In the meantime, I had been rock and ice climbing quite a bit, and joined a police Chief Superintendent and his group on a 6-week expedition to climb the Rwenzori mountains in Uganda - the famous Mountains of the Moon. Travels after the expedition took me traveling around much of Egypt.
Another Raleigh International expedition followed, this time to Borneo again - more specifically Sabah, Malaysia. I was a project manager in the Tabin wildlife reserve. They do tours there now, but don't stray to far into the mountainous rainforest area. We trekked right across the reserve - all 120,500 hectares of it. On the good days it was rainforest, and we should save every inch of it. On the bad days, with leeches, mud and mosquitoes it was jungle, and the loggers were welcome to it. However there were few bad days. I only found that I had contracted malaria when I got back to the UK! On the plus side, I found orang-utan, and met my (future) wife, Philippa - who was a medic on my last phase.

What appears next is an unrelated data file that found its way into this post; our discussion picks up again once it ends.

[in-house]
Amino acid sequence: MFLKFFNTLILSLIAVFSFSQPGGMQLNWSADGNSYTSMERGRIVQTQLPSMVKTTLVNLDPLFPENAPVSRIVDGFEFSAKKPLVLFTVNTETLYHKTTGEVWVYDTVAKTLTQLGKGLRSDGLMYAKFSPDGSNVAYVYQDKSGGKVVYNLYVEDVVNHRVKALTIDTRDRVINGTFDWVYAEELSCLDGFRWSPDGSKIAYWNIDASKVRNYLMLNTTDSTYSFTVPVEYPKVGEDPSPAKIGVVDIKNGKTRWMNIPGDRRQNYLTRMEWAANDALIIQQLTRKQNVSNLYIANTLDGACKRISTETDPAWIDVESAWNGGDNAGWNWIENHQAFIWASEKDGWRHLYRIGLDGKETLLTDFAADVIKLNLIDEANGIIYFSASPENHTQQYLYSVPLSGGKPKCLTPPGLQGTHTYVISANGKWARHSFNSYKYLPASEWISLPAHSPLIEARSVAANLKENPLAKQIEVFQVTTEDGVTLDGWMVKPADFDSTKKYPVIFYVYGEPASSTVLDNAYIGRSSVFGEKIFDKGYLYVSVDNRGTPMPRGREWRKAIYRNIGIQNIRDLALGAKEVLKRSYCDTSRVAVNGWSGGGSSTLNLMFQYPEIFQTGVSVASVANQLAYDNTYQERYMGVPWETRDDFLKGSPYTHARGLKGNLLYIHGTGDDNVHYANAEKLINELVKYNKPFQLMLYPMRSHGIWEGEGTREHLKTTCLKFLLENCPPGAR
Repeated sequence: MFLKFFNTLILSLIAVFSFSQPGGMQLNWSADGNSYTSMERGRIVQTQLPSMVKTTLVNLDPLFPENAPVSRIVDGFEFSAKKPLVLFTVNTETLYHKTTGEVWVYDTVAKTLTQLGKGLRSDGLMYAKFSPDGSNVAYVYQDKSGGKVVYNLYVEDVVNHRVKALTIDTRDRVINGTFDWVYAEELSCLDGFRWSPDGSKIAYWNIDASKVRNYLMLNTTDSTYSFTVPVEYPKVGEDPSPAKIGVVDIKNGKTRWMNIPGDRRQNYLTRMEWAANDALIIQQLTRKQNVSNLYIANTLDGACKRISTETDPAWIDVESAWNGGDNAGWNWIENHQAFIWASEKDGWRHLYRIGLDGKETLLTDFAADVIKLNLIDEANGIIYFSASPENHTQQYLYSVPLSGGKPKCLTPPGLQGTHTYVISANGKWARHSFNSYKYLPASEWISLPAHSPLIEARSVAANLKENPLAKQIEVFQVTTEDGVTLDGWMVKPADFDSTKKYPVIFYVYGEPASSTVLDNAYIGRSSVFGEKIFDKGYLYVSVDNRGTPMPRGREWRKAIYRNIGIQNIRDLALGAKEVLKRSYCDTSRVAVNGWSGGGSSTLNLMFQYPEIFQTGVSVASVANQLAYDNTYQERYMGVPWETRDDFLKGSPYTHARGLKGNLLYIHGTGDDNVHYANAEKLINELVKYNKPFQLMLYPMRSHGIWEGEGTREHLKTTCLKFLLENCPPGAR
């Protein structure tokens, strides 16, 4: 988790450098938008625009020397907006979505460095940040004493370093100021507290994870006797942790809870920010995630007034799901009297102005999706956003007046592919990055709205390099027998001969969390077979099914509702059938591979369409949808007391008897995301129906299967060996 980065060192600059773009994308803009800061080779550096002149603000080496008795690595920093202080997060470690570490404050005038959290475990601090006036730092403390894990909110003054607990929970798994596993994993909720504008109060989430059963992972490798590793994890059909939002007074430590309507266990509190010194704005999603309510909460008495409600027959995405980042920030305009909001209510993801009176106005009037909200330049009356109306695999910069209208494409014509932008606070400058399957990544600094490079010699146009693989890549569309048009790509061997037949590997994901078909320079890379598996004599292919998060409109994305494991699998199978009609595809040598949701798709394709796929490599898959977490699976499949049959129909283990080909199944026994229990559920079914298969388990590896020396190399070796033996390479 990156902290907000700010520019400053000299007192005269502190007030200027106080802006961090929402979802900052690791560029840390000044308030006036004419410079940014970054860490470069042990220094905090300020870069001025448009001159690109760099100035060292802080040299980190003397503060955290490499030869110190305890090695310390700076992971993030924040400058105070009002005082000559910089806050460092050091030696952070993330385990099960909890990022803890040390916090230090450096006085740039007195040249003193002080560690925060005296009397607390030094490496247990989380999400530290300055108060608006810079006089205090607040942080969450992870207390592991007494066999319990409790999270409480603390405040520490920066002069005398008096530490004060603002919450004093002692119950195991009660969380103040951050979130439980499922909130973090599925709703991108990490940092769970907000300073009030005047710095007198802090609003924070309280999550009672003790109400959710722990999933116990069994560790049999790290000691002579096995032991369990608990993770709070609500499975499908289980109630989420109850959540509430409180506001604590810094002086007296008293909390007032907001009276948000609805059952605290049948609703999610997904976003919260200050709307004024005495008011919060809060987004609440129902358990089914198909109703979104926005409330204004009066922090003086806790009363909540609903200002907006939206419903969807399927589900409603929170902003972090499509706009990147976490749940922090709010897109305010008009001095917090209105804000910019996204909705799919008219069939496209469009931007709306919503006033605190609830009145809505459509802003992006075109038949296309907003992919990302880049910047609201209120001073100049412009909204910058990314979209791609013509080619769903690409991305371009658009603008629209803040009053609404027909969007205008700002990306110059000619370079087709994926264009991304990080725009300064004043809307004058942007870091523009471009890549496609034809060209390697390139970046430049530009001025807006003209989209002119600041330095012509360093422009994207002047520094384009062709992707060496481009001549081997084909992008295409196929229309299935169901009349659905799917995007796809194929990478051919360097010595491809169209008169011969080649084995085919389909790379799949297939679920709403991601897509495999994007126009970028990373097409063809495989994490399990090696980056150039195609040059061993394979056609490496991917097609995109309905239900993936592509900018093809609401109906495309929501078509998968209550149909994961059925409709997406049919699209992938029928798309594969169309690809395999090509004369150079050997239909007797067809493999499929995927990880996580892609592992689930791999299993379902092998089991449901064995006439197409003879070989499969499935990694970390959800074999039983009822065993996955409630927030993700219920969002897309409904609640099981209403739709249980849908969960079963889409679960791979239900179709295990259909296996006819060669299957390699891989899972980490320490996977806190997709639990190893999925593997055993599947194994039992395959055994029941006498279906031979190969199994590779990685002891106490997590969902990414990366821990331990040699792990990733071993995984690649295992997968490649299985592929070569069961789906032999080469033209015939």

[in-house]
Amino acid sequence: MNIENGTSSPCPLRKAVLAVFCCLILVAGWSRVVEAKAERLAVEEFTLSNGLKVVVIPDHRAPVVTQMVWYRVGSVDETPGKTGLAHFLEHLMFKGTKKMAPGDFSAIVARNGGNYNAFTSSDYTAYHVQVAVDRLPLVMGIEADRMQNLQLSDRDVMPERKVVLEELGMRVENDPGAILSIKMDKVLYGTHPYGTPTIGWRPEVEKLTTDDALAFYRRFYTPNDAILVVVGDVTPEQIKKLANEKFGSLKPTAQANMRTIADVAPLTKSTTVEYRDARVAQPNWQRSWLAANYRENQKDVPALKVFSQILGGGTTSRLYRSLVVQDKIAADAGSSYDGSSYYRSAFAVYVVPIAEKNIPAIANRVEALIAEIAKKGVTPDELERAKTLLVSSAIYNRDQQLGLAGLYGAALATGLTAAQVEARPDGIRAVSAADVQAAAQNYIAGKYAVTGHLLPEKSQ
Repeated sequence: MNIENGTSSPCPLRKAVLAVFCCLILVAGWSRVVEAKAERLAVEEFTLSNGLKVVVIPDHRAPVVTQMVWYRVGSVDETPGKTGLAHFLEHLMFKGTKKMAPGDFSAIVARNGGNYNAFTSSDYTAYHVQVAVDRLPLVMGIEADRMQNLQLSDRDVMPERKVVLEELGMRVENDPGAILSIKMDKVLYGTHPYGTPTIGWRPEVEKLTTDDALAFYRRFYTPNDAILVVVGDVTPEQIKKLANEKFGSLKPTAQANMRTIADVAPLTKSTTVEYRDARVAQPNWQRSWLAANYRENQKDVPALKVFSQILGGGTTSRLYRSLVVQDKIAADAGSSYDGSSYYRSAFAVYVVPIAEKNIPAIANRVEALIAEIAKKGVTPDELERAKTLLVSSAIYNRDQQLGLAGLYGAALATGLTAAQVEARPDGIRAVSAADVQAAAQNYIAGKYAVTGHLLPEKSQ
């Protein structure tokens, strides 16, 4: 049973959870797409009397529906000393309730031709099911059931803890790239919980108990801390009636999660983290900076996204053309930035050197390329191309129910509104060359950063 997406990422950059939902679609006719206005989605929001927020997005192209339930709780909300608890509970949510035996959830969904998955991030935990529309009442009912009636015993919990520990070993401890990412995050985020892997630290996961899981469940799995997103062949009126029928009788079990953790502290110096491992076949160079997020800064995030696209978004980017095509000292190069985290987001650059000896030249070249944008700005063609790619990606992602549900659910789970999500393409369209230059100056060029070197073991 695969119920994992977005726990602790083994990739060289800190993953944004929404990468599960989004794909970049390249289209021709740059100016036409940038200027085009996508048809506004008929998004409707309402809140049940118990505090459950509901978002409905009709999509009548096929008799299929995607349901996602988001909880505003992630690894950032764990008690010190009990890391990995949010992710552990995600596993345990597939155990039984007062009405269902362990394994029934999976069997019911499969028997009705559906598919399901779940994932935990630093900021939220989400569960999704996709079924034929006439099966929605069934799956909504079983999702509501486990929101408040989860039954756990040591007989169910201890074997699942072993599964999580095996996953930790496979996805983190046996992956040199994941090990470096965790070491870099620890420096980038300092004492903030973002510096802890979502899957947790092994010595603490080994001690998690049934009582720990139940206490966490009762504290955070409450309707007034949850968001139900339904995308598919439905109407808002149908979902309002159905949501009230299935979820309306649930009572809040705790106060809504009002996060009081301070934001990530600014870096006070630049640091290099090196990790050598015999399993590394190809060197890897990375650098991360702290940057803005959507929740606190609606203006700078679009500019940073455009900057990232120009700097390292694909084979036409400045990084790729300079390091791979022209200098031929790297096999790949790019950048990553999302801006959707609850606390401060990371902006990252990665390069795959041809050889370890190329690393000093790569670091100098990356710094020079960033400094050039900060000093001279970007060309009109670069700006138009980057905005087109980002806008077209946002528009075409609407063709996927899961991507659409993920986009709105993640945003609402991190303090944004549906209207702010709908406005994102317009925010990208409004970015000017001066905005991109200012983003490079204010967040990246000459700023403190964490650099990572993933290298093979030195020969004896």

Phil(ippa) and I hooked up with the Police Expeditions Society. I went on an expedition with them into the Negev desert in Israel, and we both ended up on a recce to the Albanian coast, ending up discovering Greek amphora submerged in 100 feet of water during a coastal scuba dive. A final expedition with Raleigh International found Philippa and I in Zimbabwe, Phil as a project manager and medic, and myself as the expedition's Deputy Expedition Leader.